If you're holding back on taking the optional essay on the ACT because you're not sure how to earn top marks, read on! I'll share some of my best secrets, and while they may seem obvious at first, they all revolve around a simple tip that easily slips students' minds come test day: Write for your audience!
In this case, your audience is the ACT grader who happens to read your essay. In comparison to the amount of time you're given to write your essay, the graders are given significantly less time to actually read them. (You'll have 40 minutes to write, but graders will only have about five minutes to read each essay!) This means your main goal should be to make the graders' job as easy as possible. Here are some ways to do that:
Sticking to the essay structure you've probably used throughout most of your years in school is a great choice here: An introductory paragraph to present a general overview of your essay, a few body paragraphs for support and a concluding paragraph to tie everything up with a recap.
Use the introduction to give the grader a preview of what's to come, and end the paragraph with a clear and concise statement of the point you wish to convey. From there, the body paragraphs should only contain one new idea each— overloading these paragraphs might confuse or overwhelm the grader, who likely won't have time to read through your essay a second time for clarification. When it's time to wrap things up, all of your points should be on the page; no new information should be presented in the conclusion as you won't have the time needed to expand on it properly.
Besides a logical structure for your thoughts, the visual layout of your writing on the page can also make a great impact. Technically, your grader should not consider the neatness of your essay when assigning your writing score. However, the more legible your pages are, the easier it will be for the grader to follow the actual ideas you are presenting. Keeping things neat can be done with a few easy tricks:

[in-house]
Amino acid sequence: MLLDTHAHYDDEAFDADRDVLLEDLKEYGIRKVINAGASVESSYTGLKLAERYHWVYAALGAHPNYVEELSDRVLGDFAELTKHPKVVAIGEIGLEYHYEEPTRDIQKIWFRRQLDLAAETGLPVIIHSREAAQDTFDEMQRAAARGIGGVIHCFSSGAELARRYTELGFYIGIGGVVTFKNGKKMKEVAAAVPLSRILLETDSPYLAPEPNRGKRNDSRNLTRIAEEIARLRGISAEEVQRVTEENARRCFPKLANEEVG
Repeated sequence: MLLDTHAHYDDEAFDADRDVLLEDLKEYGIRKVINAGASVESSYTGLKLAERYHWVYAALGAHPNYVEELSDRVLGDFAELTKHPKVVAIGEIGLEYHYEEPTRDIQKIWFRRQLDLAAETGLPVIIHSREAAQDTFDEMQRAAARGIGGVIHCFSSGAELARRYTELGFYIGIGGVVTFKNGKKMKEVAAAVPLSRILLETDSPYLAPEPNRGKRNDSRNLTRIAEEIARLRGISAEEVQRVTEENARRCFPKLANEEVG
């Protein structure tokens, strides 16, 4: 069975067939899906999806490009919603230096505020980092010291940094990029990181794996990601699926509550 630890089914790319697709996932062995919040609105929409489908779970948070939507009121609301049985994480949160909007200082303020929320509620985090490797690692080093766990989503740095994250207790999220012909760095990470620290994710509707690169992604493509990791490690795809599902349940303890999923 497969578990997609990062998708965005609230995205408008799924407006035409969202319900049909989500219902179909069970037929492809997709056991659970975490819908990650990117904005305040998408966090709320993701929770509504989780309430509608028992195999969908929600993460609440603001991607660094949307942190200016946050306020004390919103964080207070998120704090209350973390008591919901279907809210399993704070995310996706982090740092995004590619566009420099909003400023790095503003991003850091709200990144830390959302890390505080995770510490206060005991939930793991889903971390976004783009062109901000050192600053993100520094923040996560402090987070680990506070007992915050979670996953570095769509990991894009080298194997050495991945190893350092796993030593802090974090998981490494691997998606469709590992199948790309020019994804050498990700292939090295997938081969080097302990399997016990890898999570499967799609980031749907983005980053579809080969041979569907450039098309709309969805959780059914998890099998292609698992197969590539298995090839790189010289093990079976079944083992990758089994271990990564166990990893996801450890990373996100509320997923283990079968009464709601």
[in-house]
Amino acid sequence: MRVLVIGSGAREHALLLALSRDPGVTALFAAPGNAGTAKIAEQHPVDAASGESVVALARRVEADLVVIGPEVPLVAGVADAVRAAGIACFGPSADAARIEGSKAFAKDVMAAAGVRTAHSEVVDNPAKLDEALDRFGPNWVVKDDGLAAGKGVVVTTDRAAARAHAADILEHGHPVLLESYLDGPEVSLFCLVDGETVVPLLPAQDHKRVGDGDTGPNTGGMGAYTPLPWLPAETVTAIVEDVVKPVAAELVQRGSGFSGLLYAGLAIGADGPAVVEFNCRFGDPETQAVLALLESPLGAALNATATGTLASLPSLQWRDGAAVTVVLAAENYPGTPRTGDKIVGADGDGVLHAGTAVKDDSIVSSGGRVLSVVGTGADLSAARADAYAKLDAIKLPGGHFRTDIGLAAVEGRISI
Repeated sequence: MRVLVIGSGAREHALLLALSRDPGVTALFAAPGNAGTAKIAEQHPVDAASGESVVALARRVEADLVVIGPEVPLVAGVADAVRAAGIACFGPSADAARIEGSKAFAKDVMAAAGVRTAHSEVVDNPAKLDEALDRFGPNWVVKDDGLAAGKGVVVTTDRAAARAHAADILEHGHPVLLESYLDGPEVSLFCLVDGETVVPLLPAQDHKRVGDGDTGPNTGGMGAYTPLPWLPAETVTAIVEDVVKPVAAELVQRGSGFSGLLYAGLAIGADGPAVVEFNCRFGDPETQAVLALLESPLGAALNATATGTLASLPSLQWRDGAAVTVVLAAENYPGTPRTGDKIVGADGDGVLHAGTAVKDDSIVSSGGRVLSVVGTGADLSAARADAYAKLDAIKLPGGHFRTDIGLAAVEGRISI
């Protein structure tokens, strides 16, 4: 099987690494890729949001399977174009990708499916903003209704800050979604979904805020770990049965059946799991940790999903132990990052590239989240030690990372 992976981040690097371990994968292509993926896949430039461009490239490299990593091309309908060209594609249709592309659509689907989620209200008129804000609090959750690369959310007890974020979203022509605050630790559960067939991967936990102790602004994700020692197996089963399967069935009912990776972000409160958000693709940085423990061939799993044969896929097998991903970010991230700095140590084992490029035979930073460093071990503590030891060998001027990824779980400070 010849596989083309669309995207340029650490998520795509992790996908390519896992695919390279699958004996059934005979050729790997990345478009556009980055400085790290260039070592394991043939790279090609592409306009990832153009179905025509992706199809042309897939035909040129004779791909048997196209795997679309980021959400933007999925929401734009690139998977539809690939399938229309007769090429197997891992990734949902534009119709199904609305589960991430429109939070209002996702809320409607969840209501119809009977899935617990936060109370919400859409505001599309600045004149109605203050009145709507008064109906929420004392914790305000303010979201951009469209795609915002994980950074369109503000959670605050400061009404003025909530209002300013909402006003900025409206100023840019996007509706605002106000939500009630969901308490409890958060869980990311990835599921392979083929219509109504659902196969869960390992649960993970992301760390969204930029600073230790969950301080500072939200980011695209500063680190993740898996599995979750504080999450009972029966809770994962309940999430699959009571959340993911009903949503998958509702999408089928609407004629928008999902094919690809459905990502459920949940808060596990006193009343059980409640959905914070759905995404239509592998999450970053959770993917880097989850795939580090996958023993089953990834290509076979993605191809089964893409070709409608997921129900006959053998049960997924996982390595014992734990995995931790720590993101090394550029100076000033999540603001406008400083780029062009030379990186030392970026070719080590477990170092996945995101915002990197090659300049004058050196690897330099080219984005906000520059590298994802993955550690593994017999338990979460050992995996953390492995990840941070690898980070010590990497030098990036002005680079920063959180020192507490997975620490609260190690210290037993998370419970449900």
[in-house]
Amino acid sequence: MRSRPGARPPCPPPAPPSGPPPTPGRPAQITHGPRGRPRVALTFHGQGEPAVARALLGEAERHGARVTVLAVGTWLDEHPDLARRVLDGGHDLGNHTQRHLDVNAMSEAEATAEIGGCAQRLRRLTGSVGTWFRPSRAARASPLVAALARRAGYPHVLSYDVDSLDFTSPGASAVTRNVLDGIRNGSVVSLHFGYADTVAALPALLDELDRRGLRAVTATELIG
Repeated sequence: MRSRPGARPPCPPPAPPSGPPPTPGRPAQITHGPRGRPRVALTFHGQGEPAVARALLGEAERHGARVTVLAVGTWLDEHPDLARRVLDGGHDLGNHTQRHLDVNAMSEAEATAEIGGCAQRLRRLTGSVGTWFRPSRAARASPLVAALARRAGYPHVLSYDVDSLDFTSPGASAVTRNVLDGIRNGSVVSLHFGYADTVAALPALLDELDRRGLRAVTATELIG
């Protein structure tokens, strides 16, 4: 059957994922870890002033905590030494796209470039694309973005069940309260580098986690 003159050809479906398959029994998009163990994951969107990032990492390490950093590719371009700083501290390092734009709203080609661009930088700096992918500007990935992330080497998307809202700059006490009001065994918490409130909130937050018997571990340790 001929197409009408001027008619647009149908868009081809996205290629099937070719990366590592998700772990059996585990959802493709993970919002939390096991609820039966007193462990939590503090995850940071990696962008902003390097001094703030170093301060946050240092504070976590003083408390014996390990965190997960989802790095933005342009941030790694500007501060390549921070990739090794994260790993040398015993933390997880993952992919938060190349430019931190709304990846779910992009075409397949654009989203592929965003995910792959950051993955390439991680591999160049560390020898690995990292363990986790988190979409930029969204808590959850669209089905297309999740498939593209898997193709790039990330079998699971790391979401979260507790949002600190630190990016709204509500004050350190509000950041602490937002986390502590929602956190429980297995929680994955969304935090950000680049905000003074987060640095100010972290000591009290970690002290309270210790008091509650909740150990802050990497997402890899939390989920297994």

- Use your best handwriting to avoid being misread
- Indent new paragraphs to clearly separate new ideas
- Fully erase mistakes (avoid crossing out) to keep sentences clear
When writing an ACT essay, showing off your extensive vocabulary can be tempting. But sometimes words that sound impressive (and vaguely familiar) may not be used in their best light when you're on a time crunch. It's better to save these terms or phrases for situations in which you'll have the chance to verify their usage (and spelling!) rather than potentially using a word incorrectly and making the wrong impression on your ACT grader.
ACT graders do tend to reward students who submit lengthier essays, that's no secret. (Two to three pages made up of at least four paragraphs is a great goal.) However, avoiding repetition is also important, and that comes with recognizing when your point has been made and when you should move on. Obviously, every argument needs a few supporting examples, but make sure that those you choose to use are varied enough that they each offer support in different ways — an essay grader doesn't want to read three paragraphs that could have been condensed to one. So, yes, length is crucial in this area of the test, but so is variation. Make your point and move along.
Along with other forms of ACT prep, keeping these tips in mind when writing your essay will almost certainly yield positive results for your score. Demonstrating to your grader that you are able to organize your thoughts logically with valid support in a clear and concise way is exactly what they want to see. So go into the ACT with confidence and get the score you want!
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